Crab canon

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An example of a crab canon.[1] About this soundPlay 

A crab canon (also known by the Latin form of the name, canon cancrizans; as well as retrograde canon, canon per recte et retro or canon per rectus et inversus[2]) is an arrangement of two musical lines that are complementary and backward, similar to a palindrome. It originally referred to a kind of canon in which one line is played backward (e.g. FABACEAE played simultaneously with EAECABAF). An example is found in J. S. Bach's The Musical Offering, which also contains a table canon ("Quaerendo invenietis"), which combines retrogression with inversion by having one player turn the music upside down.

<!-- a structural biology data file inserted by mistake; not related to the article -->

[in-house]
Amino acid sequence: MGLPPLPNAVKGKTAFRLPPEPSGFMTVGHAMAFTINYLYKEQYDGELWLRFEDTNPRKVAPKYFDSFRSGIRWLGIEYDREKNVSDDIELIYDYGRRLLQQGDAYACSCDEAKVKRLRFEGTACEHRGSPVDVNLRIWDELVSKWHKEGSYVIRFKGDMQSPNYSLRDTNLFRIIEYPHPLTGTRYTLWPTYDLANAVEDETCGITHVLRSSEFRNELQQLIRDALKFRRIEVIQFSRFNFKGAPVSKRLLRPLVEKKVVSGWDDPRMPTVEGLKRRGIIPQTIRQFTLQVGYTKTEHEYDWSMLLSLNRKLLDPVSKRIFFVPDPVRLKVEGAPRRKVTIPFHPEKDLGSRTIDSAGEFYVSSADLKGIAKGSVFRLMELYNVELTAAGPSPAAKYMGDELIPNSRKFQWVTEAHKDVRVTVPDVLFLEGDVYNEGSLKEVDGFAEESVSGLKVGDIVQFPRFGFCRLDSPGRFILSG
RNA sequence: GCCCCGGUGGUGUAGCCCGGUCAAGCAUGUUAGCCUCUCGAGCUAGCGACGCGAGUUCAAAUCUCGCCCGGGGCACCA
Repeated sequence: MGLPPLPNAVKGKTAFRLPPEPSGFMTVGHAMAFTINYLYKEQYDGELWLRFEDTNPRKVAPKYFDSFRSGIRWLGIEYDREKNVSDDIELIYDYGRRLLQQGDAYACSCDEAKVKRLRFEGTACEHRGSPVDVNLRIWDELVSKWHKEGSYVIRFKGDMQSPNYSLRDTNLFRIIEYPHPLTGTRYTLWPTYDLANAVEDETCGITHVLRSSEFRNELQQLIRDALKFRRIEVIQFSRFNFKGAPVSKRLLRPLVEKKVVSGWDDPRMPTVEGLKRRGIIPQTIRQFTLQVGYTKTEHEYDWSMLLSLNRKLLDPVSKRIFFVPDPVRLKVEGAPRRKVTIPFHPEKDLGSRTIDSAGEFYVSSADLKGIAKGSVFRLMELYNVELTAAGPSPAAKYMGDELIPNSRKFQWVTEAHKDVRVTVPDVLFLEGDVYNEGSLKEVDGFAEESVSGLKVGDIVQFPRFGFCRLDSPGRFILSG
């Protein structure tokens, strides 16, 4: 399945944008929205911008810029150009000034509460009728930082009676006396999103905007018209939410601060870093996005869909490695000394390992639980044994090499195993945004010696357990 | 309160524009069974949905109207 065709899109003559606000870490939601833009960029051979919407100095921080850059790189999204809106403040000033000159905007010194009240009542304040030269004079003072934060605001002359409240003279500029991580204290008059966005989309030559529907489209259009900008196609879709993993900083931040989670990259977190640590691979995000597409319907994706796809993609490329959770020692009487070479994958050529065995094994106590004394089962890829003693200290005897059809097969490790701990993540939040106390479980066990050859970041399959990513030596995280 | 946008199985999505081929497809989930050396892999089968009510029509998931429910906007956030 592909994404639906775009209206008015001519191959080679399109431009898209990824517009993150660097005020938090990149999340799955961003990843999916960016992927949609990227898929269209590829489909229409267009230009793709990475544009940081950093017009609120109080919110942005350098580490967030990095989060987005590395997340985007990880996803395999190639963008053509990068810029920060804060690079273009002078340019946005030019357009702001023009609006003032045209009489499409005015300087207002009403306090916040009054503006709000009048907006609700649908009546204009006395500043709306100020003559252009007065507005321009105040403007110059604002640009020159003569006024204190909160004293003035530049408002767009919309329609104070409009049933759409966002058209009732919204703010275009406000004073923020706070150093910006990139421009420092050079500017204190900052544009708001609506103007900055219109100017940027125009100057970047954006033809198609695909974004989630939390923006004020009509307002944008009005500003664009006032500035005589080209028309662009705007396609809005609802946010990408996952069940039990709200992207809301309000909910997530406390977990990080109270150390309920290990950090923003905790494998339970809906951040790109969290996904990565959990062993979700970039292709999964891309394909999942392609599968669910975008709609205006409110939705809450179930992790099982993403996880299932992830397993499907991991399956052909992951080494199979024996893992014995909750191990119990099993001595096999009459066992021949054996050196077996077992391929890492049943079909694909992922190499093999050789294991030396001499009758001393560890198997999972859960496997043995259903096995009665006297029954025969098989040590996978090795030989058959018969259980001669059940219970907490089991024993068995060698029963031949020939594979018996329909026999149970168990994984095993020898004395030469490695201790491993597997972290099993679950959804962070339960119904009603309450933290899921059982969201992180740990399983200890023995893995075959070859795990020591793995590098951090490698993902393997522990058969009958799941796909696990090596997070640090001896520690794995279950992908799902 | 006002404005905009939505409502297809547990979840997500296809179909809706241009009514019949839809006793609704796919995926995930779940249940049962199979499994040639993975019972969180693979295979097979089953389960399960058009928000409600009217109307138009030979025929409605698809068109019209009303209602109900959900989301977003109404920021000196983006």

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Sources[edit]

  1. ^ Riemann, Hugo (1904). Text-book of simple and double counterpoint including imitation or canon, p.185. Breitkopf & Härtel.
  2. ^ Kennedy, Michael (ed.). 1994. "Canon". The Oxford Dictionary of Music, associate editor, Joyce Bourne. Oxford and New York: Oxford University Press. ISBN 0-19-869162-9.

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